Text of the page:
Acoustic Guitar and Electric Guitar are almost not the same instrument, IMO.
     
  8. Stratobuc

    Stratobuc Gold Supporting Member

    Joined:
    Mar 9, 2009
    Messages:
    11,681
    My Larrivee has a very electric-like neck. Wide and thin front to back.
     
  9. 84Bravo

    84Bravo Member

    Joined:
    Aug 28, 2006
    Messages:
    3,078
    Location:
    Madison, WI
    Set UP and neck SET are crucial. If the neck set is off you will have more tension. You can't correct a bad neck set with the truss rod. If the neck is set correctly, the neck is straight, the nut is cut correctly, and the action medium, you should be able to bend a half step easily with 12s. If you have strong hands maybe a whole step.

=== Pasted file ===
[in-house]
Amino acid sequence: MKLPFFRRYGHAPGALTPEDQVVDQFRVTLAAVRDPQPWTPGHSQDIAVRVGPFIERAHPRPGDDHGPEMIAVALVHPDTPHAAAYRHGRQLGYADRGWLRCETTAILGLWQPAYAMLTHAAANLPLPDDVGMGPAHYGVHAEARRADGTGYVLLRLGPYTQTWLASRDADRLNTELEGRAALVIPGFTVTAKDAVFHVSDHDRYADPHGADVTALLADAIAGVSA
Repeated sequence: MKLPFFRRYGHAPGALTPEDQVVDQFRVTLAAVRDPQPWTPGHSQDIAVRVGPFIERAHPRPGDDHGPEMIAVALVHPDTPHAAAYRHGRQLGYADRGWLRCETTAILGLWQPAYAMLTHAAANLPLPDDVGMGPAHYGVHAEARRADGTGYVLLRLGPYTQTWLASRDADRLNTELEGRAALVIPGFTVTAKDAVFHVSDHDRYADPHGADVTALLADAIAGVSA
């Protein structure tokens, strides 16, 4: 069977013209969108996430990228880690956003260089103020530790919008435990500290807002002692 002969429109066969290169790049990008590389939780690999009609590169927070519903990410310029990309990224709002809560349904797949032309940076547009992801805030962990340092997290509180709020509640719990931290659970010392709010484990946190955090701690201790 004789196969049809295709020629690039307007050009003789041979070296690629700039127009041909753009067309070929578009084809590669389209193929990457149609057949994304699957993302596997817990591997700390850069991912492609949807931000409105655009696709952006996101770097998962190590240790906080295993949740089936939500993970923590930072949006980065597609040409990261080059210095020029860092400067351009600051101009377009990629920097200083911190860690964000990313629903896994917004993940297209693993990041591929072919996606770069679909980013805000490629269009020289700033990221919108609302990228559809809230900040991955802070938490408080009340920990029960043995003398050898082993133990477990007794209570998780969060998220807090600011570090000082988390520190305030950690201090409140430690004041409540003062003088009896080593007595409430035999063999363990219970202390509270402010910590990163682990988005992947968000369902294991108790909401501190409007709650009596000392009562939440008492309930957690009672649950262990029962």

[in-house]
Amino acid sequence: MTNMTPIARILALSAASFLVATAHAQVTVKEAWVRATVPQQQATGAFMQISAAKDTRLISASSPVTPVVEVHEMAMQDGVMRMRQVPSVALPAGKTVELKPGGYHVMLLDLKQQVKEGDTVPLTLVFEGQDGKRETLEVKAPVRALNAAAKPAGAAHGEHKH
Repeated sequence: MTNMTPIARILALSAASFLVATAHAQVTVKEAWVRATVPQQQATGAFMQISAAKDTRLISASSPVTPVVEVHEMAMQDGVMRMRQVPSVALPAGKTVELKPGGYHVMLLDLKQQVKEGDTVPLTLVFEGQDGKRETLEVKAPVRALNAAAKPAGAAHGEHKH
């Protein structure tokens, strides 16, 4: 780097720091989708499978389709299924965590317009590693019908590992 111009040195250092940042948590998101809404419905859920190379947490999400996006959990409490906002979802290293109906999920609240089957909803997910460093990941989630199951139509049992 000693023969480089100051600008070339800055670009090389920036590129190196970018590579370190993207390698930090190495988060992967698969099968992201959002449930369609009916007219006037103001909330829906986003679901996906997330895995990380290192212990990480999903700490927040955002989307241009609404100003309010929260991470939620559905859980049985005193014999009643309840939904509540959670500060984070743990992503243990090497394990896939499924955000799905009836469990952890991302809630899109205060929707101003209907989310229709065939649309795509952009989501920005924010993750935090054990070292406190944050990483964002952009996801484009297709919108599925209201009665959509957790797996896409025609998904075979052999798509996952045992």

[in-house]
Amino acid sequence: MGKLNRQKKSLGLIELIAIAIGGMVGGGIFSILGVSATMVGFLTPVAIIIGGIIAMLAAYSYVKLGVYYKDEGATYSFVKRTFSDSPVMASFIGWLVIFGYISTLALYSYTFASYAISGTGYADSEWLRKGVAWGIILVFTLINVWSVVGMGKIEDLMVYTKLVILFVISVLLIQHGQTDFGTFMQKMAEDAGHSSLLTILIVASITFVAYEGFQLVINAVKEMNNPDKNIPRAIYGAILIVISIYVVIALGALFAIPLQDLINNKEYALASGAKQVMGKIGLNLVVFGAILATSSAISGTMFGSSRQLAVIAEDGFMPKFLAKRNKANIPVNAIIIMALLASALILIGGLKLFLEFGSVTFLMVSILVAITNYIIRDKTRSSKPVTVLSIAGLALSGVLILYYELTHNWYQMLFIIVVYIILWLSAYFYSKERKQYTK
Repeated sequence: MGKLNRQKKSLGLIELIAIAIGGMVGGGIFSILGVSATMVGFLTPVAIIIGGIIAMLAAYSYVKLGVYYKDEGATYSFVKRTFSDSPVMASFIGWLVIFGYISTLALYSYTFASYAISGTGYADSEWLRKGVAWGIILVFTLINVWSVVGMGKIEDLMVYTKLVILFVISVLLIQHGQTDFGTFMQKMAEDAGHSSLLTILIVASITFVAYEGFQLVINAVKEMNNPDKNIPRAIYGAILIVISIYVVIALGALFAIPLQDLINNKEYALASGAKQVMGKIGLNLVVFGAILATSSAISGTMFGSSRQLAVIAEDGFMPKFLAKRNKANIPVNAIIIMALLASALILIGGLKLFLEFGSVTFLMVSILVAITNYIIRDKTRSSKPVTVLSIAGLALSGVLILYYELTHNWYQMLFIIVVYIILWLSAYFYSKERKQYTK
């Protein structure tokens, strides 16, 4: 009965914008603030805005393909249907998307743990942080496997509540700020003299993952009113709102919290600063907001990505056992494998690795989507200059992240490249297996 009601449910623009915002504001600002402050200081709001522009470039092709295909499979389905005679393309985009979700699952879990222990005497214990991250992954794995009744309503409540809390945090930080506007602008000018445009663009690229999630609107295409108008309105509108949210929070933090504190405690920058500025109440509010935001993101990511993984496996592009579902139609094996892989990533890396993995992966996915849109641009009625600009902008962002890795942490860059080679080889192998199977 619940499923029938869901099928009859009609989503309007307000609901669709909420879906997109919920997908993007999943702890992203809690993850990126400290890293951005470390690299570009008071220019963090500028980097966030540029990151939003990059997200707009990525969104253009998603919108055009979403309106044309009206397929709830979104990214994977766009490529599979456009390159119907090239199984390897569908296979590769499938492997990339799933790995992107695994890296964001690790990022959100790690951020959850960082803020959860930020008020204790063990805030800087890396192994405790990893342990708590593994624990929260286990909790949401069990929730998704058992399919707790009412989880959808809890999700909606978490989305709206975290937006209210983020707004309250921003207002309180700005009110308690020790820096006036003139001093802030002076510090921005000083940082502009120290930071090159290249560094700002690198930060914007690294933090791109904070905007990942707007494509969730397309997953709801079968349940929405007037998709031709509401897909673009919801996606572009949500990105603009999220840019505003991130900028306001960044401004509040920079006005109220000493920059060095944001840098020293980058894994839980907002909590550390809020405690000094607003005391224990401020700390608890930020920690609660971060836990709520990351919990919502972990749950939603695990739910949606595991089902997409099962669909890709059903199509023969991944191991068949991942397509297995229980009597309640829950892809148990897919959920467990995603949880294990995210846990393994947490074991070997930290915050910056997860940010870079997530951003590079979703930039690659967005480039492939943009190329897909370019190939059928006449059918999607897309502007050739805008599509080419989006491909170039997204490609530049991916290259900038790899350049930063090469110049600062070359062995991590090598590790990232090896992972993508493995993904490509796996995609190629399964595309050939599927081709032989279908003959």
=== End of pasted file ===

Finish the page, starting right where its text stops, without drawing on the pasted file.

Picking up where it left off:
10. Dave LaP

    Dave LaP Member

    Joined:
    Dec 30, 2002
    Messages:
    3,327
    Location:
    Baltimore Maryland
    Yes, going with a shorter scale length sounds like a good strategy. I play 10's with an 11 on the high E on my Grosh Setneck electric which has the standard LP scale length so I think I could go with 11's on an acoustic if the scale was similar and the set up is done properly.

    I remember a friend had a cheap acoustic with low action and electric strings on it that I always picked up and never wanted to put down.It was fun and actually sounded decent.

    I'm thinking that with a better guitar and heavier strings I'll have a versatile instrument for duo stuff and still be able to pull off some electric style leads.
     
  11. mrpinter

    mrpinter Supporting Member

    Joined:
    Sep 23, 2011
    Messages:
    2,713
    Location:
    Los Angeles